Pediatric immunization update

Issue: BCMJ, vol. 50, No. 4, May 2008, Page 192 News

The practise of immunization is dif­ficult given the rapid advances in science and the pace at which new products come on the market. This is further complicated by the delay of new products being placed on the provincial schedule. 

There are many international and national expert opinions on how immunizations should be given (see NACI,; CPS,; AAP,; BCCDC, The BC Pediatric Society (BCPS) feels we can help with the practical application of this information.

BC children should have the best in immunization practice available to them. Every opportunity should be taken to ensure children and their parents have up-to-date information on immunizations:

• Primary care providers should briefly discuss immunizations at all pertinent visits.
• Information on vaccines currently not part of the provincial schedule should be provided in the form of discussion, written information, or both.
• Consultants should discuss immunizations as part of office or hospital consultations.

For more information, please see the “Vaccines fact sheet” below, review the BC immunization schedule, and read our suggestions on how to use both the new vaccines and the products currently on the market  at

—Todd Sorokan, MD
President, BCPS

(These vaccines not part of BC provincial schedule)

Rotavirus vaccine (Rotateq): Oral vaccine for use in infants starting at 6–12 weeks of age to prevent gastroenteritis and admission to hospital from five serotypes of rotavirus for two seasons.

Hepatitis A vaccine: A hepatitis A vaccine is recommended in many countries as part of their routine series after the age of 12 months. Certainly if your patients are traveling or in day care, it is a consideration.

Meningococcal A,C,Y,W-135 conjugate (Menactra): Menactra can be used in any child 2 years and older and should then also be considered as a substitute for the Men-C given at 11 years/grade 6 for added protection against the three extra serotypes. The serotypes causing disease vary from year to year and are unpredictable. The addition of the added serotypes has the potential to prevent a number of cases of invasive meningococcal disease every year (likely an extra 25% of the preventable cases). It will also boost the Men-C given at 2 months and 1 year and offer greater protection for travel.

Traveler’s diarrhea vaccine (Dukoral): Oral vaccine that protects against enterotoxigenic E. coli. and cholera. The first dose needs to be started two weeks before travel so that two doses are finished at least 1 week before travel.

Human papillomavirus vaccine (Gardasil): Quadravalent vaccine offers excellent protection against genital warts and cervical cancer. The provincial program will not cover girls now in grade 9 and older, so the vaccine should be considered for this group of young women now. See the excellent position statement at the Canadian Pediatric Society web site at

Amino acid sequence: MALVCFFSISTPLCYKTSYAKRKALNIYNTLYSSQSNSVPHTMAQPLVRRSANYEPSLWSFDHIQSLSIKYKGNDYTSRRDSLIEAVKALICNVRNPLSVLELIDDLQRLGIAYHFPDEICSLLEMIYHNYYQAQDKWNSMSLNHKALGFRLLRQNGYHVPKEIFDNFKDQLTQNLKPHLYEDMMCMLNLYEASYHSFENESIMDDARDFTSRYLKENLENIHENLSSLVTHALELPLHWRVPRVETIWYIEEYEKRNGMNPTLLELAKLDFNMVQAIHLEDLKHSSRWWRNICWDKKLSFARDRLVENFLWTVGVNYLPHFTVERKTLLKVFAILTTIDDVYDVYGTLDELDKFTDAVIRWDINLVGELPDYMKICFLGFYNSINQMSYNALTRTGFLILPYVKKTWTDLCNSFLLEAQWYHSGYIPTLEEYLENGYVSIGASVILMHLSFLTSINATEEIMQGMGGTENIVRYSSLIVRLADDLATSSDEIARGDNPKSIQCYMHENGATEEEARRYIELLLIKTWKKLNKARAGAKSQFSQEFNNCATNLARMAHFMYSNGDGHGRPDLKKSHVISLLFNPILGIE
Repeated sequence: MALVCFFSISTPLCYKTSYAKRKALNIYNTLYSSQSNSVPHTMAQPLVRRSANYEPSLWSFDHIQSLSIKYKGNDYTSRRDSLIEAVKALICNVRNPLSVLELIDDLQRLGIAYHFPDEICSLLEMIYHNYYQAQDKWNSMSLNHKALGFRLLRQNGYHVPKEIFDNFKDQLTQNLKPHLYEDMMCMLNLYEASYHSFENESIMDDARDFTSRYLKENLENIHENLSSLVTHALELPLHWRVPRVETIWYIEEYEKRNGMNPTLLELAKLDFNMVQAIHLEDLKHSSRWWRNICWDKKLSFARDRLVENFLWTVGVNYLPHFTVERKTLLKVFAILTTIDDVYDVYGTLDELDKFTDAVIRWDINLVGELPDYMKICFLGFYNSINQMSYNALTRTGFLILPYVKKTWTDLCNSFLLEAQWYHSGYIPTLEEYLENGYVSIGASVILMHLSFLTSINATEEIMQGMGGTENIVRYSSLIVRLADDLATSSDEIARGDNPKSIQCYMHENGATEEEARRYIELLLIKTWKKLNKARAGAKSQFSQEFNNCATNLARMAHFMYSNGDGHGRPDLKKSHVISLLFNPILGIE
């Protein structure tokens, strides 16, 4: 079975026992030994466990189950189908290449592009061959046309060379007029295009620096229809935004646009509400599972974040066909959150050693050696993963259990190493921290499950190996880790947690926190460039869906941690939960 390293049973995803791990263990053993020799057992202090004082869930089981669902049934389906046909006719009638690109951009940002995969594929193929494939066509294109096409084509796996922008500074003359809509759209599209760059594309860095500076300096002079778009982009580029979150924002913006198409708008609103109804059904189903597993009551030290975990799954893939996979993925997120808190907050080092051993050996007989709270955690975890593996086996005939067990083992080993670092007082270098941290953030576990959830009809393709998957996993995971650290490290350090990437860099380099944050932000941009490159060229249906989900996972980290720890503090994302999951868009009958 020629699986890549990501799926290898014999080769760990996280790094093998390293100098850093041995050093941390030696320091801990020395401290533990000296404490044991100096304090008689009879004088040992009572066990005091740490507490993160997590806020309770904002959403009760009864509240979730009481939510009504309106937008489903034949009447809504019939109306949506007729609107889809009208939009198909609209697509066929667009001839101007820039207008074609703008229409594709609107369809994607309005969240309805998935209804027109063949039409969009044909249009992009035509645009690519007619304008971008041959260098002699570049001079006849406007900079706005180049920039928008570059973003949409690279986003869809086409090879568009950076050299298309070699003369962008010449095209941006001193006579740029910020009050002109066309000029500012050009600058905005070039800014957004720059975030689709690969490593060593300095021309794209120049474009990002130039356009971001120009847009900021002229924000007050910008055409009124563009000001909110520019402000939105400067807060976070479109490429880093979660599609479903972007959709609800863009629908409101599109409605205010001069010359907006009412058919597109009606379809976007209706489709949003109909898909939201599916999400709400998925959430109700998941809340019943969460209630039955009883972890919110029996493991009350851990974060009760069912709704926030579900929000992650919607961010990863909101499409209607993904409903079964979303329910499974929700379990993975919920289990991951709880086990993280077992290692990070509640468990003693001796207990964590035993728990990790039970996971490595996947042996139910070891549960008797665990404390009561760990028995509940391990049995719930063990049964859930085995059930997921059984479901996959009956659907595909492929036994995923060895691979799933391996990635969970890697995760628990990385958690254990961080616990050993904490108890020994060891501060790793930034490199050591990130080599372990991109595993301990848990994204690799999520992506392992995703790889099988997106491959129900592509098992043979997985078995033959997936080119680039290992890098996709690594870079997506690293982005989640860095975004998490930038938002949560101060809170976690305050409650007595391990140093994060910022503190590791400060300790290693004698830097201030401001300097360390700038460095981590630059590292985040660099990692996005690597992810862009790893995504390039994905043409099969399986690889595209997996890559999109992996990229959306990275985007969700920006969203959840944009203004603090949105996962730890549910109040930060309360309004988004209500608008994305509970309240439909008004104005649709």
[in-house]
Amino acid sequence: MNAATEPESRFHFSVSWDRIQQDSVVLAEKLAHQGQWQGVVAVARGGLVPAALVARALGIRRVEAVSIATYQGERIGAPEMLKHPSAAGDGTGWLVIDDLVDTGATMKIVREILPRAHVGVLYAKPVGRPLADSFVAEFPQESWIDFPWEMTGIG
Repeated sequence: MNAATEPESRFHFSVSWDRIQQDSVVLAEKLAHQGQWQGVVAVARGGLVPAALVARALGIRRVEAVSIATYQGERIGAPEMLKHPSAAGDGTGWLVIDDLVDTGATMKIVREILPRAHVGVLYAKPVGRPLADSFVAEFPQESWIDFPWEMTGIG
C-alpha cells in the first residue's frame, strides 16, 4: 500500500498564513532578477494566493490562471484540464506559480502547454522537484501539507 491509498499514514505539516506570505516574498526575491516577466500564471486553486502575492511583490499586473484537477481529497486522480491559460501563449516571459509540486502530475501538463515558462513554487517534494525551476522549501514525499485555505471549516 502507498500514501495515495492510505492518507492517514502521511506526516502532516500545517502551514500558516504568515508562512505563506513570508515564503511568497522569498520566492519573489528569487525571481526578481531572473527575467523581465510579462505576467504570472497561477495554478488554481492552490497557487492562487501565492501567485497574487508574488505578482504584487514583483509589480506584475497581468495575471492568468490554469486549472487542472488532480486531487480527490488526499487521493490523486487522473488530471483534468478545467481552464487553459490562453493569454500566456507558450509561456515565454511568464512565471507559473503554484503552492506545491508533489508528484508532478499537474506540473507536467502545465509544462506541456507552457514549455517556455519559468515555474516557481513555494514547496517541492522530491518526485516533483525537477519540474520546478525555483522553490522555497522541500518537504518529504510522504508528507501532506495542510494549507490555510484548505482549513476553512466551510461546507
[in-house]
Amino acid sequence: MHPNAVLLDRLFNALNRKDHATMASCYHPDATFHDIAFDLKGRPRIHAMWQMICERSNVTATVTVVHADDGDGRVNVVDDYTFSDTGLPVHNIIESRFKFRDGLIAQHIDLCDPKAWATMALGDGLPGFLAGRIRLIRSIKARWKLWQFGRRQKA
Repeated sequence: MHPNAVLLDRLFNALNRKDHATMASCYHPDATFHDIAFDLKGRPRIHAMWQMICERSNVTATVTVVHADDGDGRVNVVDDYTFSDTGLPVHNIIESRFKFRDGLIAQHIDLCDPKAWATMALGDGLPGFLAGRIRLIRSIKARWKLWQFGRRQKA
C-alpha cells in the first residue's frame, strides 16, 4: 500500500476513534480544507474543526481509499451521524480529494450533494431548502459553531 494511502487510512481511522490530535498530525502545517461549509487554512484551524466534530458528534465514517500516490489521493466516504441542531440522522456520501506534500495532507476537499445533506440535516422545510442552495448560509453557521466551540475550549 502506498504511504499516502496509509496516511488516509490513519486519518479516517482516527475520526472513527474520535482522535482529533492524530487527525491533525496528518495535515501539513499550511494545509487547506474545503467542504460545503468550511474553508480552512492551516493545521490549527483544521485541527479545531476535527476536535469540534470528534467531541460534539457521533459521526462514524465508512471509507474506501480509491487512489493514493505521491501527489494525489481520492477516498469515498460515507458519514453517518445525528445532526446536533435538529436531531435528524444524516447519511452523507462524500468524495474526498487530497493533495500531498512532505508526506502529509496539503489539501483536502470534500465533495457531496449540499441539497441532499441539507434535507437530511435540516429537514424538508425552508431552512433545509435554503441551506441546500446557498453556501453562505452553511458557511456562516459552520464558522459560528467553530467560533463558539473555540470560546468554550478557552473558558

Todd Sorokan, MD,. Pediatric immunization update. BCMJ, Vol. 50, No. 4, May, 2008, Page(s) 192 - News.

Above is the information needed to cite this article in your paper or presentation. The International Committee of Medical Journal Editors (ICMJE) recommends the following citation style, which is the now nearly universally accepted citation style for scientific papers:
Halpern SD, Ubel PA, Caplan AL, Marion DW, Palmer AM, Schiding JK, et al. Solid-organ transplantation in HIV-infected patients. N Engl J Med. 2002;347:284-7.

About the ICMJE and citation styles

The ICMJE is small group of editors of general medical journals who first met informally in Vancouver, British Columbia, in 1978 to establish guidelines for the format of manuscripts submitted to their journals. The group became known as the Vancouver Group. Its requirements for manuscripts, including formats for bibliographic references developed by the U.S. National Library of Medicine (NLM), were first published in 1979. The Vancouver Group expanded and evolved into the International Committee of Medical Journal Editors (ICMJE), which meets annually. The ICMJE created the Recommendations for the Conduct, Reporting, Editing, and Publication of Scholarly Work in Medical Journals to help authors and editors create and distribute accurate, clear, easily accessible reports of biomedical studies.

An alternate version of ICMJE style is to additionally list the month an issue number, but since most journals use continuous pagination, the shorter form provides sufficient information to locate the reference. The NLM now lists all authors.

BCMJ standard citation style is a slight modification of the ICMJE/NLM style, as follows:

  • Only the first three authors are listed, followed by "et al."
  • There is no period after the journal name.
  • Page numbers are not abbreviated.

For more information on the ICMJE Recommendations for the Conduct, Reporting, Editing, and Publication of Scholarly Work in Medical Journals, visit

BCMJ Guidelines for Authors

Leave a Reply